Among its priorities, the EastMinCom units also provide protection for private enterprises seeking to expand large scale agricultural projects and metallic mineral mining into “undeveloped” or “under-invested” areas, which in Eastern Mindanao includes large areas that are within the ancestral domains of some of the many indigenous tribal residents in the area.

The actions of the army, and the many paramilitary units organized and supplied by the army, have resulted in many reports of extra-judicial killings, occupation of schools and other public buildings, vilification and other forms of harassments and intimidation, and dislocation of many thousands of indigenous people.

Comprised of several units, including Army, Navy and Air Force, EastMinCom’s commanders primarily rely on two infantry divisions to conduct most of their counter-insurgency operations, namely:

a)     The 4th Infantry Division (4th ID), which operates in the CARAGA Region in the north of Mindanao plus the provinces of Bukidnon and Misamis Oriental. The CARAGA region includes five provinces of Agusan del Norte, Agusan del Sur, Surigao del Norte, Surigao del Sur and Dinagat Islands; and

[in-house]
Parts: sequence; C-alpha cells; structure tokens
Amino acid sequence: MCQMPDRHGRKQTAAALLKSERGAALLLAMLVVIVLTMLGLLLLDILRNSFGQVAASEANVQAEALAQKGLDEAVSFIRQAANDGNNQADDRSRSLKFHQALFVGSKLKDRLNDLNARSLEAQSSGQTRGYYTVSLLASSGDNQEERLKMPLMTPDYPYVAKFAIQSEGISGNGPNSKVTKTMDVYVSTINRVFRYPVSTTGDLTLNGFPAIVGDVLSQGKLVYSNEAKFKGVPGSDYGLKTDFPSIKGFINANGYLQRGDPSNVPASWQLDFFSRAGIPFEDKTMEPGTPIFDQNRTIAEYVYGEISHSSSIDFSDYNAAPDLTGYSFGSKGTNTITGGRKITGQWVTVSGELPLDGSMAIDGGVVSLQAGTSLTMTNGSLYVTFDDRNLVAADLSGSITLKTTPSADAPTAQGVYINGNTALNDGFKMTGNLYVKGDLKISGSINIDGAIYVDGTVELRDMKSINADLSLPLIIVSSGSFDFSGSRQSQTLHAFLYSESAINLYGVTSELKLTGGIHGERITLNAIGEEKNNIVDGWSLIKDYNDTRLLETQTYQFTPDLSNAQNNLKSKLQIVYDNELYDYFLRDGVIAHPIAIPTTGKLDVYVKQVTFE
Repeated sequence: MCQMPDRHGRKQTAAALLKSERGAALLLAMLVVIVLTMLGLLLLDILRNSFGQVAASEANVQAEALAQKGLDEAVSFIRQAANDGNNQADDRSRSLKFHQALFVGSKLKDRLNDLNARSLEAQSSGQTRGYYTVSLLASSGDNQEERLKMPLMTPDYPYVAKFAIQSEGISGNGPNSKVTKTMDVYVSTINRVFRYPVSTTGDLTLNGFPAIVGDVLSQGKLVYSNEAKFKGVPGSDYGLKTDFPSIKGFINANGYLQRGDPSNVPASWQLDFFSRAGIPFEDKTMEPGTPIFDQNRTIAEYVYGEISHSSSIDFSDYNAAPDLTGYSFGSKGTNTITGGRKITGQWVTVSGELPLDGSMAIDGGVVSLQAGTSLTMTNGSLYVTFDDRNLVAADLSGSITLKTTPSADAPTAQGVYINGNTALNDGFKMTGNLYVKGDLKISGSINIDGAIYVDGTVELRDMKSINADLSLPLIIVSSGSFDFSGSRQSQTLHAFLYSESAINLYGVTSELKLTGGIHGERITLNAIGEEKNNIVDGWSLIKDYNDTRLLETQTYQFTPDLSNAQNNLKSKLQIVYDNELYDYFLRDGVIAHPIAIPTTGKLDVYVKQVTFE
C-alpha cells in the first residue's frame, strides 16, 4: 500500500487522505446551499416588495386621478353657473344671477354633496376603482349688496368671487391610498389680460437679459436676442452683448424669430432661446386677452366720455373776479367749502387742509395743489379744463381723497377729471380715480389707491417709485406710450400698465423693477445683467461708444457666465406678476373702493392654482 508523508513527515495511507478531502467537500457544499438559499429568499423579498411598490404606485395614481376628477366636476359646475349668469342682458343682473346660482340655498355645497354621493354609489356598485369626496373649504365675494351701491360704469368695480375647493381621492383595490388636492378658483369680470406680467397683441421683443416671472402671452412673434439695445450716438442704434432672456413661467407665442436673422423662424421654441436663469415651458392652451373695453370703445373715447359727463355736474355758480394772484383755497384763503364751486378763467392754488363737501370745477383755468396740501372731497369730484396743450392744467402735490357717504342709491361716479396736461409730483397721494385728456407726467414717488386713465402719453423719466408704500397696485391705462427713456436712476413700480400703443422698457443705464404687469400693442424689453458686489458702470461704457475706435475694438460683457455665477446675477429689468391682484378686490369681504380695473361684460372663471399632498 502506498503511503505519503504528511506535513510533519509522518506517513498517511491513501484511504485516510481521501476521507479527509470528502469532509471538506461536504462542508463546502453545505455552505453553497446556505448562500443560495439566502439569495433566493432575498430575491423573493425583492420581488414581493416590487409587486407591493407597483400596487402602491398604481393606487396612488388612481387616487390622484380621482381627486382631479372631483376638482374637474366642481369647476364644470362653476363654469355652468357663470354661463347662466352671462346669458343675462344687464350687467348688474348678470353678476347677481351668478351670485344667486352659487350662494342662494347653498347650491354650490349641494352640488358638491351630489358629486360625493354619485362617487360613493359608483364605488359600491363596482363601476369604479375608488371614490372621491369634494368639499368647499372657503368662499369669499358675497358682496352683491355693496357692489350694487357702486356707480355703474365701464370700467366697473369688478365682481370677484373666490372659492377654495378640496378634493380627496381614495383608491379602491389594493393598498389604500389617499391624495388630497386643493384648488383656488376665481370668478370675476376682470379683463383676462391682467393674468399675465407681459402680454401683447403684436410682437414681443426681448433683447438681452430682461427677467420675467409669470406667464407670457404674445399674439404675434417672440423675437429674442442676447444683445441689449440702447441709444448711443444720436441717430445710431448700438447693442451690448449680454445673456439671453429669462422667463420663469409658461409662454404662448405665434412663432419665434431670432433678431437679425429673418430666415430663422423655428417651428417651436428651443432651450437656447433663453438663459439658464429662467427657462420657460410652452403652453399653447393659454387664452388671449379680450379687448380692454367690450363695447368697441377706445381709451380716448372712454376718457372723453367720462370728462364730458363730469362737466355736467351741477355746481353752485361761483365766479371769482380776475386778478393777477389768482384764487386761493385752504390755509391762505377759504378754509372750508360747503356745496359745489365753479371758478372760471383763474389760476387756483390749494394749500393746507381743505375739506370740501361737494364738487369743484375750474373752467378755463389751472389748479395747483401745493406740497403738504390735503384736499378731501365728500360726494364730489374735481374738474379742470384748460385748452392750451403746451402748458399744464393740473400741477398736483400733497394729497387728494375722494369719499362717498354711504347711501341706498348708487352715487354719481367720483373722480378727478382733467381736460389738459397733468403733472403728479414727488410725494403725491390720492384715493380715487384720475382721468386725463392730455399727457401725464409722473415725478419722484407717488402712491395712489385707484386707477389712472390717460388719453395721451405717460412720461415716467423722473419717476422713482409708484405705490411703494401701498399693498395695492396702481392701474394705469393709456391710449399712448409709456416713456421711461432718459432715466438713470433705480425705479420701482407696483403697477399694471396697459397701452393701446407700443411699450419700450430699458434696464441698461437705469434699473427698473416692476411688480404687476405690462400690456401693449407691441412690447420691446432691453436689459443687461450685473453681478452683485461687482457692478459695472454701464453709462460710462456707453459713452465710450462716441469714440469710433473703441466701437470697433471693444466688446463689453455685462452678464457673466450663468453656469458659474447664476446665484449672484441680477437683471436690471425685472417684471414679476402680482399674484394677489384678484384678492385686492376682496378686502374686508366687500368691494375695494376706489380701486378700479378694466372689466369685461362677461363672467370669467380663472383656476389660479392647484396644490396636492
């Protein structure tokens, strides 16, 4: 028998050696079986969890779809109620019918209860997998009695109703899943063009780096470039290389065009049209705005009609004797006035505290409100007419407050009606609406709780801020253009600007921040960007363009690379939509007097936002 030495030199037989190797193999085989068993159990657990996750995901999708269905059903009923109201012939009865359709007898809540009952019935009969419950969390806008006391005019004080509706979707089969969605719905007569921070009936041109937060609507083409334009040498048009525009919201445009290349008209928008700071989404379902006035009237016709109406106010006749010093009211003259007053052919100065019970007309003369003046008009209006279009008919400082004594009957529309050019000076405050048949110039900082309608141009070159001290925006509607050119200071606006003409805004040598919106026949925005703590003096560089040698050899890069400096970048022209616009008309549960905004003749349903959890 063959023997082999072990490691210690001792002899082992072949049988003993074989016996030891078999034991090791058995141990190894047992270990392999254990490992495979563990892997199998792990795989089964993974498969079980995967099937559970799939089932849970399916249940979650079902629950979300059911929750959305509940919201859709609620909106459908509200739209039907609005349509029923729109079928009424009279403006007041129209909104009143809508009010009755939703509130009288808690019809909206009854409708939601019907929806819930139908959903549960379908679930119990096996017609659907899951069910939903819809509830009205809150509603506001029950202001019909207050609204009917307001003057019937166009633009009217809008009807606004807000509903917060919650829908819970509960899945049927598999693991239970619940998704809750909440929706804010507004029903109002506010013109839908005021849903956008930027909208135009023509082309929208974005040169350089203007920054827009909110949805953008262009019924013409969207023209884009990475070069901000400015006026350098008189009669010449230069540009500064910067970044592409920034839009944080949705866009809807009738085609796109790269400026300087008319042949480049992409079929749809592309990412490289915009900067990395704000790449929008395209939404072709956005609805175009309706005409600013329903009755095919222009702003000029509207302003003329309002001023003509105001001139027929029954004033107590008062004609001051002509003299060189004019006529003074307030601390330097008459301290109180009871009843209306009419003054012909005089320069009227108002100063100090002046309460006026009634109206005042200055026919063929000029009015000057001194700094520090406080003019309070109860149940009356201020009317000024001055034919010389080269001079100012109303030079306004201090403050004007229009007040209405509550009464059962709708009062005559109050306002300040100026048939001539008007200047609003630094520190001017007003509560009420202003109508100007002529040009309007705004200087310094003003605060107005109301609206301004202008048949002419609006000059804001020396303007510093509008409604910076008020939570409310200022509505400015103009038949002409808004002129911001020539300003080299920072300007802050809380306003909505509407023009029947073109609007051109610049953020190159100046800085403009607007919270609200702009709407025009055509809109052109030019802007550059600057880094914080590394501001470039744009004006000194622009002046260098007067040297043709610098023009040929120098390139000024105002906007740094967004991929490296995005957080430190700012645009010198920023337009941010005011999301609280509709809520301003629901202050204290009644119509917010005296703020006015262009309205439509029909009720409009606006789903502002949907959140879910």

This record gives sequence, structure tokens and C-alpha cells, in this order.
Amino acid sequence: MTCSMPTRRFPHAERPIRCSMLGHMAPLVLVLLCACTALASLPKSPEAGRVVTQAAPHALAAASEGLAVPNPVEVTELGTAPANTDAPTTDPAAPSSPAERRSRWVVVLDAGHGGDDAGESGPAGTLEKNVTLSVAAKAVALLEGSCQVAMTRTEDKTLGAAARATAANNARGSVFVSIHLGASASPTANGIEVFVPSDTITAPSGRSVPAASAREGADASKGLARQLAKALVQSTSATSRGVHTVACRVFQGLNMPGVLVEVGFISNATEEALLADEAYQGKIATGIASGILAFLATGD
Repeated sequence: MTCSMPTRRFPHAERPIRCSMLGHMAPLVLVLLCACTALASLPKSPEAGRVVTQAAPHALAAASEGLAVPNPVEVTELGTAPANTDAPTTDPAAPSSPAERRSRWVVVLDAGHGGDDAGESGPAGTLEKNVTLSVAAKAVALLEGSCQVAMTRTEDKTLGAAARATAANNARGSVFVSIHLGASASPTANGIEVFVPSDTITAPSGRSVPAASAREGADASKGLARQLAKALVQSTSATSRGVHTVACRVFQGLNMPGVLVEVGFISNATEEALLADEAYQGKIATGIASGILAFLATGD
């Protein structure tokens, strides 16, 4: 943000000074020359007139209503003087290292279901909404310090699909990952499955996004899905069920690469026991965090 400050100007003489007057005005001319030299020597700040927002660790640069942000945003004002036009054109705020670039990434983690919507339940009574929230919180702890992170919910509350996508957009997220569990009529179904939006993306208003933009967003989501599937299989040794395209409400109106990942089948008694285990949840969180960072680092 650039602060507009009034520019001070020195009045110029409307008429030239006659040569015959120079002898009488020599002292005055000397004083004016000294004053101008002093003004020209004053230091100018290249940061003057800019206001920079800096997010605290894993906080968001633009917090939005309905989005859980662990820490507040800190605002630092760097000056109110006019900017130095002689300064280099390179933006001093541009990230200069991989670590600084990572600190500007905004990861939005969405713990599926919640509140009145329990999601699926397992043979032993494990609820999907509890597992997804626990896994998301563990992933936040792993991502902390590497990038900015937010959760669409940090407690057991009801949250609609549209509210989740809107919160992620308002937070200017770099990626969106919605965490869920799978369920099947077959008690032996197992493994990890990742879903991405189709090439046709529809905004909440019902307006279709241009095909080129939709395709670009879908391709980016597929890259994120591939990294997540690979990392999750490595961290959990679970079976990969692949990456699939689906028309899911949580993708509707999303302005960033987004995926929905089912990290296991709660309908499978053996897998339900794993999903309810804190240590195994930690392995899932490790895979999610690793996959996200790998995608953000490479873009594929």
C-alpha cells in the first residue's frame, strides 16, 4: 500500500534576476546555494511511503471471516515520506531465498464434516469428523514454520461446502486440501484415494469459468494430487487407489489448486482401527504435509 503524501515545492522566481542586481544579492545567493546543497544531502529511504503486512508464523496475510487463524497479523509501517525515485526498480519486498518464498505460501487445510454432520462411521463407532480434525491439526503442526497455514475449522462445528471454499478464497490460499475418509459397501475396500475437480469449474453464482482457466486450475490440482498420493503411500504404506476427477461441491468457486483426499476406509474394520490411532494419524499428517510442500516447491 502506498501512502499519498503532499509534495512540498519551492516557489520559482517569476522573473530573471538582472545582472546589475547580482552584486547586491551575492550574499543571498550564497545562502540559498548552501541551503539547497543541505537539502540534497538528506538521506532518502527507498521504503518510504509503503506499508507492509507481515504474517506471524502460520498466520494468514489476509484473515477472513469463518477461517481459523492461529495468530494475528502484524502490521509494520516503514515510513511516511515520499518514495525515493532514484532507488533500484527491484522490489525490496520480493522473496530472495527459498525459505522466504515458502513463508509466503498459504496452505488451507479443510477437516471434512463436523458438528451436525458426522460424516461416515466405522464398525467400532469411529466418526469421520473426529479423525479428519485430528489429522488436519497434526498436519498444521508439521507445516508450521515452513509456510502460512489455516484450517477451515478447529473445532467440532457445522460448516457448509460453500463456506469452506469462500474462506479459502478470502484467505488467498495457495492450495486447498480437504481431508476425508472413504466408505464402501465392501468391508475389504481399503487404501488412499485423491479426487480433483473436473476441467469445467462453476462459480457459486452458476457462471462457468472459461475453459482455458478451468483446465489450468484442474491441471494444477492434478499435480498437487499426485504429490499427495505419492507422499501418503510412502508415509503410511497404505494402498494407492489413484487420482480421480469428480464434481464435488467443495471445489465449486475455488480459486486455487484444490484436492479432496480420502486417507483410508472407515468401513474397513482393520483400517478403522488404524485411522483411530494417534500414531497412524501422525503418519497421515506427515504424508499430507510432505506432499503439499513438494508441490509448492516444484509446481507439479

b)    The 10th Infantry Division (10th ID), which operates in the Davao Region plus parts of SOCCSKSARGEN Region, which include the six provinces of Davao Oriental, Compostela Valley, Davao del Norte, Davao del Sur, Sarangani and South Cotabato plus the chartered cities of Davao and General Santos.

These forces are supplemented by the following:

  1. Citizen Armed Force Geographic Unit (CAFGU), which are “regular” paramilitary units composed of civilians trained and supported by the AFP that often conduct joint operations with regular, full-time military units;
  2. CAFGU “Active Auxiliary,” which are units trained by the military but paid by businesses, including large private enterprises such as mining companies like SMI/Xstrata, politicians and other private enterprises.
  3. President Aquino specifically endorsed the use of “CAFGU Active Auxiliaries as an AFP auxiliary force”; and
  4. “Civilian Volunteer Organizations,” which are small, local units that are armed and trained by the AFP but work closely with the Philippine National Police (PNP)